It all might sound a little OCD, but I do love being able to go back through just one hub to easily find all the project details I need. In short, there's nothing I hate more than having to dig through long, cluttered email threads to find that one #hashtag or deadline.
2. Square Cash: Since we're on the topic of invoices and making that cheddar, let's talk about how to go about getting paid. As someone who's exhausted all mobile payment methods, I've been really pleased with Square Cash namely because it deposits directly to your bank account (without that additional step of transferring money over from your balance yourself). I've been relying pretty heavily on this to pay my photographers directly and have even started invoicing clients/brands this way. Plus, I really appreciate good, intuitive UX design and Square Cash, I think you've nailed it.
3. Podcasts: While I love a good playlist to make me super productive during heads down time at my computer, I'm a junkie for podcasts, especially ones known for their storytelling, which I think is a great writing inspiration source. I find that the blogs I tend to gravitate toward as a reader, I can relate to their writing on a personal level, almost as if I'm sitting there next to them at a cafe, just as a friend would. Podcasts like Serial or The Moth remind me that the key to good storytelling and understanding your audience, isn't necessarily to impress them with how well you can string a sentence together. It's more about finding the humanity in everything and making it real. Making it raw. And making it relevant. Easier said than done, of course, but I find that these podcasts have helped me hone my storytelling abilities over the years.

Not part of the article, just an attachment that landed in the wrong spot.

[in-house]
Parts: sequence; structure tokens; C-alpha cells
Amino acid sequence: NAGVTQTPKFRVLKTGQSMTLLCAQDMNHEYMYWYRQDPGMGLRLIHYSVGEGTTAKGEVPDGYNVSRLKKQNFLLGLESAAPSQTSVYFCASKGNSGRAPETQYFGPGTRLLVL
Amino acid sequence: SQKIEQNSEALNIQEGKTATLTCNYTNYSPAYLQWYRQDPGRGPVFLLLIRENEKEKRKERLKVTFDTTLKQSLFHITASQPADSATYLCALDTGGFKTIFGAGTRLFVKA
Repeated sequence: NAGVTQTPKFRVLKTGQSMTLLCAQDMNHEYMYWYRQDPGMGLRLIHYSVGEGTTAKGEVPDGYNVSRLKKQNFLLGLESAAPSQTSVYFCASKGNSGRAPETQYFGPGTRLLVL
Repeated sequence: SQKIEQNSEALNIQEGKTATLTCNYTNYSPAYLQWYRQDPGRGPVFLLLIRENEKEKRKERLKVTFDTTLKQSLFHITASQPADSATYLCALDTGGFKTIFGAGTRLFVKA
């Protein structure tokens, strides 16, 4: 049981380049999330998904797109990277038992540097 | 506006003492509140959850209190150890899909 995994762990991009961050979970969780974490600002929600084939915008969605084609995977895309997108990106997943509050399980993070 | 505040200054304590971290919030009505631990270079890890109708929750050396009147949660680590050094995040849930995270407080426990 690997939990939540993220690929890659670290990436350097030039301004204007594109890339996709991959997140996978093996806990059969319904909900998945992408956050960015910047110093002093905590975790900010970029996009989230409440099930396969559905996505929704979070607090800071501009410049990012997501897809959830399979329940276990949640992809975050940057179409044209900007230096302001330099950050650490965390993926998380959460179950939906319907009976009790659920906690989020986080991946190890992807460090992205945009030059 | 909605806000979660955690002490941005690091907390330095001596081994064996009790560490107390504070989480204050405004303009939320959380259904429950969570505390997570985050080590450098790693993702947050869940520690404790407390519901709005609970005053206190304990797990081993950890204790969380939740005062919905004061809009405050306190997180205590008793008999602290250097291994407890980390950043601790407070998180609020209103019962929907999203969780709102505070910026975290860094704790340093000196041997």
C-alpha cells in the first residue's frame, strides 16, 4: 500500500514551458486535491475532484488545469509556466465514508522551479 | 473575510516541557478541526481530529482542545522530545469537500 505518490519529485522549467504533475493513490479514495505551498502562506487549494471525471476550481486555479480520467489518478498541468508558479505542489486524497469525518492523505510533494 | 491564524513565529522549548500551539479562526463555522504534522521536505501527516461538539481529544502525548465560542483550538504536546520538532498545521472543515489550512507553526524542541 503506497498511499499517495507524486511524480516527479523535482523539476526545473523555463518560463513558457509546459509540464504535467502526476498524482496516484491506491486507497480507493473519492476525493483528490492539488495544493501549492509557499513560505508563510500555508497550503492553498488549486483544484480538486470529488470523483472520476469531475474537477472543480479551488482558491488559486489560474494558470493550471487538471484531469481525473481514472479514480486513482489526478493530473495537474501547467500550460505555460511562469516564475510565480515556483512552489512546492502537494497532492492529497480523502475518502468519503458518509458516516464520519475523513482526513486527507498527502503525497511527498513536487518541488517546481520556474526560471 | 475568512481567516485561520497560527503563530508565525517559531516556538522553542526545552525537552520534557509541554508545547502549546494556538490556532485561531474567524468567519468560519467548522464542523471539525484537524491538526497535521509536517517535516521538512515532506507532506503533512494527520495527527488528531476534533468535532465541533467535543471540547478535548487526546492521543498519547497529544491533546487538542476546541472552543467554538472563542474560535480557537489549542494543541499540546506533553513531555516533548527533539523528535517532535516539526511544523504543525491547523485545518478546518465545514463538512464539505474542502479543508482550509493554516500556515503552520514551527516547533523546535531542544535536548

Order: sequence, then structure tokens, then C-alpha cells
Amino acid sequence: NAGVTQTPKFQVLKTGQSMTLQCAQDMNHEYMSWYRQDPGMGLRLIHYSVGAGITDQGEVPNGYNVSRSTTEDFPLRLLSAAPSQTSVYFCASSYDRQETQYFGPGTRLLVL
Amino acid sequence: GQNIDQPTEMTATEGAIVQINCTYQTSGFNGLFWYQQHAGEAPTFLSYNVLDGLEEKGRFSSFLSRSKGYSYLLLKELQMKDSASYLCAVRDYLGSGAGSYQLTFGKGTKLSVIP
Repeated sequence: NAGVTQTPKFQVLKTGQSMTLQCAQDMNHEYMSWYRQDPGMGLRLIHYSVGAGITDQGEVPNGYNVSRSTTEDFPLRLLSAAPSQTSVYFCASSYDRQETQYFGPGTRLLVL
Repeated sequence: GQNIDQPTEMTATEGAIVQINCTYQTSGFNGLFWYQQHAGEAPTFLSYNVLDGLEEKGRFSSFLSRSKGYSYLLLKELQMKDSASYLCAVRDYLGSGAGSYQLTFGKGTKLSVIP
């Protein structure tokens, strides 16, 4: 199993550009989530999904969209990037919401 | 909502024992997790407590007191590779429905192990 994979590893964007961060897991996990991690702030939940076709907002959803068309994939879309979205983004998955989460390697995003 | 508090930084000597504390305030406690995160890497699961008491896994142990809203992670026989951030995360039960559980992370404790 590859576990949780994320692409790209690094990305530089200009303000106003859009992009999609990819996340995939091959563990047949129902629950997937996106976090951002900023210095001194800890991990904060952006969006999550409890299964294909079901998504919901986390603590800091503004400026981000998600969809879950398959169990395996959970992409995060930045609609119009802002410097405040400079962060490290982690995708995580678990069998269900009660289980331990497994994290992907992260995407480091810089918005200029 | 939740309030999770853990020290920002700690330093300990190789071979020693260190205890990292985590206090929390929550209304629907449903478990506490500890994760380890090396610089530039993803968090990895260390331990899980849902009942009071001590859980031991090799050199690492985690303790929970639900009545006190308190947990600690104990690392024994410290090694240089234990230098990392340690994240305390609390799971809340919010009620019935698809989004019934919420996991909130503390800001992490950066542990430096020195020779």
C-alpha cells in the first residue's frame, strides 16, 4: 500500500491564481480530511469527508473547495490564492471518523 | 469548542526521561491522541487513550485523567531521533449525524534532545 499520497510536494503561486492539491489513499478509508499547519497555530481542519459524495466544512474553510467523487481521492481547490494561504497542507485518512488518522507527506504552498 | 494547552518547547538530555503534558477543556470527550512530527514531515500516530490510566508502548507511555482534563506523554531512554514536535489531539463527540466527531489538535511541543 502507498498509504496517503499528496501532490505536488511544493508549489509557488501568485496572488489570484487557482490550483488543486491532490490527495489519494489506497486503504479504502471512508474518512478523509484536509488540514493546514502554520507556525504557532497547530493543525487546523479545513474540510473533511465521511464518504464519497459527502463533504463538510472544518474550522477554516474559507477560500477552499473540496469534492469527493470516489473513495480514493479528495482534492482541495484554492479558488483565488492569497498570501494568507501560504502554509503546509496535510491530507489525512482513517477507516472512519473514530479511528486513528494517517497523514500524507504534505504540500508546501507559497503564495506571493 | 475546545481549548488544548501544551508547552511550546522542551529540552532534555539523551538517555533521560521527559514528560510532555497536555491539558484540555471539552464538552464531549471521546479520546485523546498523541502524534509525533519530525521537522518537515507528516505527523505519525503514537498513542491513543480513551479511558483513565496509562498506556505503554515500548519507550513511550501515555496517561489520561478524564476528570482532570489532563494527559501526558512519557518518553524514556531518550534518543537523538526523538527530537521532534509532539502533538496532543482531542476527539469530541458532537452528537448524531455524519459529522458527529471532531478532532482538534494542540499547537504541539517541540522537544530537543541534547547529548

4. Lists: I love lists. Lists. Lists. Lists. If there's one fool-proof way to get me to remember something, it's to write it down. I picked this up during my time working at several newspapers and magazines a few years ago, where I'd write down quotes or facts about a story I was working on. I was never without a notepad and pen. And not much has changed today. I'll write down excerpts from books that I like, names of songs that I hear when I'm out and about, intersection cross streets for possible shoot locations. You get the picture.